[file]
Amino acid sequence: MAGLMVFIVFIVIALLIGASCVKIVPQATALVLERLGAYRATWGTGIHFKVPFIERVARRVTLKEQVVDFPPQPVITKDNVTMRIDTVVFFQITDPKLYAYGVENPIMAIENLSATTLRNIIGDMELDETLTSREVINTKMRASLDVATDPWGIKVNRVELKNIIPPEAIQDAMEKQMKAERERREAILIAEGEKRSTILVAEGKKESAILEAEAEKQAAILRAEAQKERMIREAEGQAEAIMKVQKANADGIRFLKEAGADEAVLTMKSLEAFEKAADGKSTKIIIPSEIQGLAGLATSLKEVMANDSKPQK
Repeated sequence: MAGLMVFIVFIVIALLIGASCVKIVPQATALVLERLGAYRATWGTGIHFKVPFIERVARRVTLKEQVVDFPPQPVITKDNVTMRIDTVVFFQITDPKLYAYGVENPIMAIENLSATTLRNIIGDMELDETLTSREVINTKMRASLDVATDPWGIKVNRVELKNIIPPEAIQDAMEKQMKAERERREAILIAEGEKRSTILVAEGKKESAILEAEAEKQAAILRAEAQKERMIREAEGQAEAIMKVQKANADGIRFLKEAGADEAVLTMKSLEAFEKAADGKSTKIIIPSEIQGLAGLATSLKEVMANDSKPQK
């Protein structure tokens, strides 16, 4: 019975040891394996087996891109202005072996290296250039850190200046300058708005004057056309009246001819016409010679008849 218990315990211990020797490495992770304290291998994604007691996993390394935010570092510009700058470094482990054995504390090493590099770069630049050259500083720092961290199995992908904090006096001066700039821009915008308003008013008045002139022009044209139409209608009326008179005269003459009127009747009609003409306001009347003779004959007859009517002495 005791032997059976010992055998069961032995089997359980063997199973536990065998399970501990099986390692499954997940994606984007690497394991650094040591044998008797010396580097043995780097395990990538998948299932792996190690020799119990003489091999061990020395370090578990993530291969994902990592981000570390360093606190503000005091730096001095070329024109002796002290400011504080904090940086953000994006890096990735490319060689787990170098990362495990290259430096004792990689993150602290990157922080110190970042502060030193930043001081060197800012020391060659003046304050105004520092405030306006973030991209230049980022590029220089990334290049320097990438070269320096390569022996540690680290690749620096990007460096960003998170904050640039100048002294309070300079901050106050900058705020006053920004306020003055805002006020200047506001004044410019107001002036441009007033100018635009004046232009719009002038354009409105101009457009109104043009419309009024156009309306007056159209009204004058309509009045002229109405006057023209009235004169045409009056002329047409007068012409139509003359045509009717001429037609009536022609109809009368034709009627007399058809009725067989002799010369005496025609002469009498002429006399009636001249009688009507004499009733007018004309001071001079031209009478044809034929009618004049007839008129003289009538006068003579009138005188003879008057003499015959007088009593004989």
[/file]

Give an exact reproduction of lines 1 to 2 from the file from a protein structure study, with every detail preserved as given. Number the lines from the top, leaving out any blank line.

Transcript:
Amino acid sequence: MAGLMVFIVFIVIALLIGASCVKIVPQATALVLERLGAYRATWGTGIHFKVPFIERVARRVTLKEQVVDFPPQPVITKDNVTMRIDTVVFFQITDPKLYAYGVENPIMAIENLSATTLRNIIGDMELDETLTSREVINTKMRASLDVATDPWGIKVNRVELKNIIPPEAIQDAMEKQMKAERERREAILIAEGEKRSTILVAEGKKESAILEAEAEKQAAILRAEAQKERMIREAEGQAEAIMKVQKANADGIRFLKEAGADEAVLTMKSLEAFEKAADGKSTKIIIPSEIQGLAGLATSLKEVMANDSKPQK
Repeated sequence: MAGLMVFIVFIVIALLIGASCVKIVPQATALVLERLGAYRATWGTGIHFKVPFIERVARRVTLKEQVVDFPPQPVITKDNVTMRIDTVVFFQITDPKLYAYGVENPIMAIENLSATTLRNIIGDMELDETLTSREVINTKMRASLDVATDPWGIKVNRVELKNIIPPEAIQDAMEKQMKAERERREAILIAEGEKRSTILVAEGKKESAILEAEAEKQAAILRAEAQKERMIREAEGQAEAIMKVQKANADGIRFLKEAGADEAVLTMKSLEAFEKAADGKSTKIIIPSEIQGLAGLATSLKEVMANDSKPQK